After many months of planning and preparation, Miss Cath was soundly fitted out and eager to find her way out to the open waters of the Indian Ocean. With a radar, wind vane and stuffed gorilla for company, Captain Fletcher was also keen to get under way and ahead of any unfavourable monsoon activities.
Following Customs clearance and a glass of champagne we saw our beloved Captain and SS34 sail away from Fremantle at noon on Saturday 7 October. First landfall was to be Direction Island, Cocos Islands. It seems holding off that extra day (avoiding departure on a Friday) went well with the weather gods. Fresh tail winds were with them all the way, with many of the miles done under Genoa only. Aside from the first couple of days of finding sea legs and Miss Cath being a little roly in the following seas, Captain Fletcher reported pretty much a “dream run’. to Cocos. Landfall was made at Cocos Islands 9am on 19 October -: eleven days after departing Fremantle.
Captain Fletcher declared he’d landed at paradise, and a roll of film sent home for processing confirmed this. Fletch largely had Direction Island to himself: taking seven days for a well earned break before continuing north. One great concern for our skipper though was the inability to get any ice for the icebox and to chill the beer. It is quite a complicated process to actually get to the shops, and to cut a long story short, Fletch settled for scotch at sunsets!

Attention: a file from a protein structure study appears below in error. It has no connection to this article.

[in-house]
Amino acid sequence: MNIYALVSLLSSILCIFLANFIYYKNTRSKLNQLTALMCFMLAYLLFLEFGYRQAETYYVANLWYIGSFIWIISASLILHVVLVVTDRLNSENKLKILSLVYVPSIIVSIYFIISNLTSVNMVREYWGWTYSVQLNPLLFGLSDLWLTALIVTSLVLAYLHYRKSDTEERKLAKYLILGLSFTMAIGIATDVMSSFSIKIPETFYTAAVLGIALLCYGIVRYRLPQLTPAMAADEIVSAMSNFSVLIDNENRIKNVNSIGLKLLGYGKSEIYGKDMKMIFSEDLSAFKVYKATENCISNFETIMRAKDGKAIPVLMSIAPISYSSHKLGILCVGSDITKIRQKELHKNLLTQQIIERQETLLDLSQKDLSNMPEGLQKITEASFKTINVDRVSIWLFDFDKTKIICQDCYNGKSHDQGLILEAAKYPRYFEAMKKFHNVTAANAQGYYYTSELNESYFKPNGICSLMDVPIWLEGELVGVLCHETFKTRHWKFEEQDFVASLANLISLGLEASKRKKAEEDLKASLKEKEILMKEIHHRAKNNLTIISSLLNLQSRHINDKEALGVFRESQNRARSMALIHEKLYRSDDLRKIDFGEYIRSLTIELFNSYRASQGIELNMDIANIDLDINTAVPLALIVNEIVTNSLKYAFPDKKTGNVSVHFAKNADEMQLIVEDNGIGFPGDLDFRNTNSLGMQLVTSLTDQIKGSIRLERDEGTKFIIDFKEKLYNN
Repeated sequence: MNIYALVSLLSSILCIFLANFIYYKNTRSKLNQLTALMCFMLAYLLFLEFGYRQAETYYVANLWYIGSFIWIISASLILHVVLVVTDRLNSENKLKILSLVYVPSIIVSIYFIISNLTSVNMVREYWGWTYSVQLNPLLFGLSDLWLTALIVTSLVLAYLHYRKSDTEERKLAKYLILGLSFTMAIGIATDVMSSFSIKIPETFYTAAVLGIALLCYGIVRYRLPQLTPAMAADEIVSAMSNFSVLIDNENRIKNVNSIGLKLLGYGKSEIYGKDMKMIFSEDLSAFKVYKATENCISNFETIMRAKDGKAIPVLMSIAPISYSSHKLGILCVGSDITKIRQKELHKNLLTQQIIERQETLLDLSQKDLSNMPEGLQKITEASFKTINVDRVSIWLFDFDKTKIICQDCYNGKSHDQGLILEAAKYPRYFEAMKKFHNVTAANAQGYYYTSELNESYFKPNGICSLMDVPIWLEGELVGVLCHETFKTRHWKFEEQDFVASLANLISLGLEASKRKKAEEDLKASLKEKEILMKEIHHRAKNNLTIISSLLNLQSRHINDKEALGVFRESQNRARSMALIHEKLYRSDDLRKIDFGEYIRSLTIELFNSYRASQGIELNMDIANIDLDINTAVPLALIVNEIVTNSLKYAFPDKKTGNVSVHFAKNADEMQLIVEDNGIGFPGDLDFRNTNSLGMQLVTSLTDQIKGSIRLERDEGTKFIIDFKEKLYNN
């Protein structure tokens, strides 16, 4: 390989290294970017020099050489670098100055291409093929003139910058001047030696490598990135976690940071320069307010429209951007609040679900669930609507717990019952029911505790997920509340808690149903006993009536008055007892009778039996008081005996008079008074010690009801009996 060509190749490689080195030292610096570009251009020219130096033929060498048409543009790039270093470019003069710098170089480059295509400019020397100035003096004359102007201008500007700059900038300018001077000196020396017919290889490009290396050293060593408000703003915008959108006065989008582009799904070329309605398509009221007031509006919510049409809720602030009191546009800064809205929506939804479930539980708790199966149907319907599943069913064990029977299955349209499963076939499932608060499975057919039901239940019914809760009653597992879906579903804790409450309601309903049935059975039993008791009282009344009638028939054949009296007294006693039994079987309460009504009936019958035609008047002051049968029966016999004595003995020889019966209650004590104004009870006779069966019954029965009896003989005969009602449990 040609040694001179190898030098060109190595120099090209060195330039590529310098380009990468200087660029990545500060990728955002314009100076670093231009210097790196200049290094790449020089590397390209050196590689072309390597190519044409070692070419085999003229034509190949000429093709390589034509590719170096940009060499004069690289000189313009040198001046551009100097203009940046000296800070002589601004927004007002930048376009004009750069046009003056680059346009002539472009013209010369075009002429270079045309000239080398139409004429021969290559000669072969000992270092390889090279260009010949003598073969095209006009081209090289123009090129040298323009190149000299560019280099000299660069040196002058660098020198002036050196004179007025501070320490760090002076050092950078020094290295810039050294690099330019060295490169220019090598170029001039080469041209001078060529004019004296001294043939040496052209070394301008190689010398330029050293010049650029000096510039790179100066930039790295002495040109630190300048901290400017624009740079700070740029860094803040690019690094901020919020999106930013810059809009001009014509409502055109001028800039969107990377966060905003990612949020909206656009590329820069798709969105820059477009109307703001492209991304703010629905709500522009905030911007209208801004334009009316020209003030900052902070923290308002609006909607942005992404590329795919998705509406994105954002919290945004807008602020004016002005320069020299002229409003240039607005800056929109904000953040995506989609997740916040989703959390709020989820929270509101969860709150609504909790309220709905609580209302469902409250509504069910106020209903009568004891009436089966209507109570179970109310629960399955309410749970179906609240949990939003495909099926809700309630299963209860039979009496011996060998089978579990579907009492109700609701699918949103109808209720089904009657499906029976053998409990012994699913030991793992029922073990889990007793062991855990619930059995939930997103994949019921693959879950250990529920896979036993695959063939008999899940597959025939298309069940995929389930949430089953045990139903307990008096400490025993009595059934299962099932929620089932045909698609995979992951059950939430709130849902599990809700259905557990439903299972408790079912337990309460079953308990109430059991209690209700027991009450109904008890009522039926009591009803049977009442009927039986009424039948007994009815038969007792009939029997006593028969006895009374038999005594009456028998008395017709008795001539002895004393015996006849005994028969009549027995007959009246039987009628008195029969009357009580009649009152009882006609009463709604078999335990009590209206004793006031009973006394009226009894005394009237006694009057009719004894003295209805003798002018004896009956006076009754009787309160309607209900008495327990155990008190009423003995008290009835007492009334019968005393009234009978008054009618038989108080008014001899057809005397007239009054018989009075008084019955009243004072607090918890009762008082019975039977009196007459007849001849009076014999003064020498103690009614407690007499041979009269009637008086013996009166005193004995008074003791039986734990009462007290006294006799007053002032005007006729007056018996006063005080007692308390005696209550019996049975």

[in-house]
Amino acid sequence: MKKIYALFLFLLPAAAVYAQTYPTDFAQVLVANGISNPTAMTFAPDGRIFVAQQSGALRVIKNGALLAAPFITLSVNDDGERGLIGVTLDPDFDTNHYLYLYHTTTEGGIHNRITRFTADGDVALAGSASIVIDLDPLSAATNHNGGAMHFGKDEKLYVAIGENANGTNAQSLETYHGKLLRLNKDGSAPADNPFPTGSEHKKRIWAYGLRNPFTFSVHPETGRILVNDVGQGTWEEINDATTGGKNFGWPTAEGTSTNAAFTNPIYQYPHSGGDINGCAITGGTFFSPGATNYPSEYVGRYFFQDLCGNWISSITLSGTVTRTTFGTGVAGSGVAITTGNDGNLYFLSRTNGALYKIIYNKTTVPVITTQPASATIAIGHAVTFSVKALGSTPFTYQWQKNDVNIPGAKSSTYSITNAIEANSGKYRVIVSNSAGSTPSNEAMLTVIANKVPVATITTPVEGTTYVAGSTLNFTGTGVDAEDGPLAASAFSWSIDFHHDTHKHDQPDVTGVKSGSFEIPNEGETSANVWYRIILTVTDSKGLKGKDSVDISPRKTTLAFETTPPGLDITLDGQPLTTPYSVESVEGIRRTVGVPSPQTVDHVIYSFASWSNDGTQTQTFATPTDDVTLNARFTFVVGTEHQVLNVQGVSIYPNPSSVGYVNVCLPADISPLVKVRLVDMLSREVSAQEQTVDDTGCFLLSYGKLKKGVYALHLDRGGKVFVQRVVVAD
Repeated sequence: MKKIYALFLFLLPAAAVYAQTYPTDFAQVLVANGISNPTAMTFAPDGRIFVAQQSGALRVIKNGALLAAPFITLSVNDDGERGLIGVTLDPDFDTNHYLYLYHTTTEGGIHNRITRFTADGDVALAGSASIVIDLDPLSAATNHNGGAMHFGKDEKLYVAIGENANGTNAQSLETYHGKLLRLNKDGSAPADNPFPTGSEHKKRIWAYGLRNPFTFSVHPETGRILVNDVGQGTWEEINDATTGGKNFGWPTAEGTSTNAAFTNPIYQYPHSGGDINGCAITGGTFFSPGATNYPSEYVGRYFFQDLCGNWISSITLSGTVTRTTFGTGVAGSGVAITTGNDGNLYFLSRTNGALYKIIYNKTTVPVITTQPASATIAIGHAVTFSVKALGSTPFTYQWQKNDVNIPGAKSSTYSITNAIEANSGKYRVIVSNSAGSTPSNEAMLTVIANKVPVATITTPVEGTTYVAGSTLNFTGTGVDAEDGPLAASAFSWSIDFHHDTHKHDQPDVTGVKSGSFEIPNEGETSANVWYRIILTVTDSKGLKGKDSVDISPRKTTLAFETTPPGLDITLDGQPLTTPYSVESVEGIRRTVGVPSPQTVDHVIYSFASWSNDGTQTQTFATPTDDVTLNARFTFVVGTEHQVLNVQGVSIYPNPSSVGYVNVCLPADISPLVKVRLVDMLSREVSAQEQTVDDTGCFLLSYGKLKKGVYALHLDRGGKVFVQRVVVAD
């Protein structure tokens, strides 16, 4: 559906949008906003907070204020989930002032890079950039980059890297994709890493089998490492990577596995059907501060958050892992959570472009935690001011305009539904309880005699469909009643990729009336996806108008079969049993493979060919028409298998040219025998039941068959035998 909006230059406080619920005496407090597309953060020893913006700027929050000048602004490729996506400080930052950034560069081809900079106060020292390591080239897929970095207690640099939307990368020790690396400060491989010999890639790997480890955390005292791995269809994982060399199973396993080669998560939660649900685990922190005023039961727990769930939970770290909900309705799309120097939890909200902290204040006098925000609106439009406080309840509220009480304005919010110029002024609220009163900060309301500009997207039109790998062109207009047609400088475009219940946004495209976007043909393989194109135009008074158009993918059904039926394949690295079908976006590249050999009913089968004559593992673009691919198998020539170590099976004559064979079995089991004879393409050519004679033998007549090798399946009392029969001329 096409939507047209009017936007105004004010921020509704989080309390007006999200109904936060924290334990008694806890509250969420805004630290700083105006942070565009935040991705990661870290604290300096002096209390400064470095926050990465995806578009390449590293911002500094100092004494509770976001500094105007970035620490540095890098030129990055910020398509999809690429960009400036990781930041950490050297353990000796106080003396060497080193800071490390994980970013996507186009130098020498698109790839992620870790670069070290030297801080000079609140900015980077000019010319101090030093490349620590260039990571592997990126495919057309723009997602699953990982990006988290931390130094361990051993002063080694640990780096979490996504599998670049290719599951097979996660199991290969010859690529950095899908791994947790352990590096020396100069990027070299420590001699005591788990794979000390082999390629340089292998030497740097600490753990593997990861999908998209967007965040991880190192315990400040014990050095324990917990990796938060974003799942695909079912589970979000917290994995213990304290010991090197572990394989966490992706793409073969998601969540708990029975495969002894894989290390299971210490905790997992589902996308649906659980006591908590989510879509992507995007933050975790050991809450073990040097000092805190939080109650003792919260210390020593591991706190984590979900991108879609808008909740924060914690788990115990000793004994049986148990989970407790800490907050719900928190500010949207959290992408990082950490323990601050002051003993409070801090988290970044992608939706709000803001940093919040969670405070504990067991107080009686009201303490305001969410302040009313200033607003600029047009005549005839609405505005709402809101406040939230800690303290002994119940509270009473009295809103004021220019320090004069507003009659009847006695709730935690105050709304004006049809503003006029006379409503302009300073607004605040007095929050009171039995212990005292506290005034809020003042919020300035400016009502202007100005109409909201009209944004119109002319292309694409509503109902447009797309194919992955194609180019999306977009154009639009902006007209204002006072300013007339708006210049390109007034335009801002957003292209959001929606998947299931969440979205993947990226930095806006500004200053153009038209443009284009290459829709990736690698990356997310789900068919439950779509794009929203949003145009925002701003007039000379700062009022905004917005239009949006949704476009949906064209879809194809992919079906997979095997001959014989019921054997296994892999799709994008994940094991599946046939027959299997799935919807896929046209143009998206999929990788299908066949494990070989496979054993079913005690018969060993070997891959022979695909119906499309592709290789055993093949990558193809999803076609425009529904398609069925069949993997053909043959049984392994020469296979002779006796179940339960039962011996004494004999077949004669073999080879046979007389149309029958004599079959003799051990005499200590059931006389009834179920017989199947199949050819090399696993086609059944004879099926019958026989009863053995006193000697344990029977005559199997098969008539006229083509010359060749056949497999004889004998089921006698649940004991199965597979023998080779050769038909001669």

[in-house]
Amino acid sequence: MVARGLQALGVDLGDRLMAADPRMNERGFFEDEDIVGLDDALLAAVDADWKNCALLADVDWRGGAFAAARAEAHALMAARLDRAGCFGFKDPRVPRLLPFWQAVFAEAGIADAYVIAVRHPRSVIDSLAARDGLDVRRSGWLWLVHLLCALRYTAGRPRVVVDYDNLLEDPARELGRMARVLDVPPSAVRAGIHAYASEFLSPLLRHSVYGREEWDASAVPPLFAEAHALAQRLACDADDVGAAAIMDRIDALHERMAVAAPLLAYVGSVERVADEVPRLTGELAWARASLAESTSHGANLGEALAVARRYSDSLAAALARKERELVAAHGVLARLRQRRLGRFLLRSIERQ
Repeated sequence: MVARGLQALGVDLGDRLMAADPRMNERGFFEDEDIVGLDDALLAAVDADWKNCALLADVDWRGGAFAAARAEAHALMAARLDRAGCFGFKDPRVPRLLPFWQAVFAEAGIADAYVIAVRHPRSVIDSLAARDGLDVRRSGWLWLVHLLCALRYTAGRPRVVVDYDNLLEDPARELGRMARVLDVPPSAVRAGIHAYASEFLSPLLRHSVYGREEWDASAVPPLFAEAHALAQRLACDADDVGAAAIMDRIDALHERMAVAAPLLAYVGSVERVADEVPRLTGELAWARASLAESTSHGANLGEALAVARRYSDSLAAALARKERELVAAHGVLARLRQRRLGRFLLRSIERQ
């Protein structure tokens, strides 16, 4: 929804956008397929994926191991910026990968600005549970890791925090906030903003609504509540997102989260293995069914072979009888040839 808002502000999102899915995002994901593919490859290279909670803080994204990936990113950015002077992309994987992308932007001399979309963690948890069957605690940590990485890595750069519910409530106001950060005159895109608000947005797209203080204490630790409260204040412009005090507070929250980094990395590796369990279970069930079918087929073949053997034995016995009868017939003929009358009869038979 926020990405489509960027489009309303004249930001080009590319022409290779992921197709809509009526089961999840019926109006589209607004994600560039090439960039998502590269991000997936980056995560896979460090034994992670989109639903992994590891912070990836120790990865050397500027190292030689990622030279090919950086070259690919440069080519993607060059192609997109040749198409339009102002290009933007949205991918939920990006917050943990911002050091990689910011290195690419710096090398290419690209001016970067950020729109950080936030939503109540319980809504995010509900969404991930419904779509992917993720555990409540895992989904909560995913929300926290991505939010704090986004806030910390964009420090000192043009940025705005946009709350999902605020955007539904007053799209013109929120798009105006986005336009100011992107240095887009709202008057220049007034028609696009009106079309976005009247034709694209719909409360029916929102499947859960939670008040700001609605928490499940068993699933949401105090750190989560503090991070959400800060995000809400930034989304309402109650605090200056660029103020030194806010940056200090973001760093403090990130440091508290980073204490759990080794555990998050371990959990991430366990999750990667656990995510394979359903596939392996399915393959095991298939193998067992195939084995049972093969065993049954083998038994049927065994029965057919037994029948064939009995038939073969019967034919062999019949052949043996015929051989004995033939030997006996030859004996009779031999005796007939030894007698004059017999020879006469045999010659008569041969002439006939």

An underwater inspection whilst at anchor revealed a loose propeller. Again, it is a complicated process to get anything to or at Cocos Islands. A parcel was sent from home with the appropriate socket, only to not arrive. With a tropical low beginning to form just north west of the Islands, Fletch needed to get under sail and away from any land. A socket was borrowed to tighten the nut, and Captain Fletcher had no choice but to get sailing again and hope the propeller would hold tight, orthat fair winds would see him through the doldrums.
Captain Fletcher and Miss Cath departed Cocos Islands 1900hrs (WST) on 26 October north west bound, next landfall Galle in Sri Lanka.
As circumstances would have it, Fletch and Miss Cath made great distance and time till about two degrees south (on 2 November). From there things have been just as one would expect on the equator. A quick inspection of the propeller revealed it had again loosened itself during the exit from Cocos Island, ensuing perseverance from Captain Fletcher whilst in the doldrums without a motor. For nine days very few miles were achieved – very fluky winds and a reasonable easterly current pulled Miss Cath a little further east than desired. However the past two days have brought about conditions that are more favourable – the current has eased and is actually running slightly west and a constant run of storms have been providing helpful bouts of wind.
Captain Fletcher says he is in good spirits despite the frustration of the doldrums, and Miss Cath is again proving she is a very manageable and well performing yacht. If conditions remain as are, landfall at Galle is estimated for Wednesday 15 November.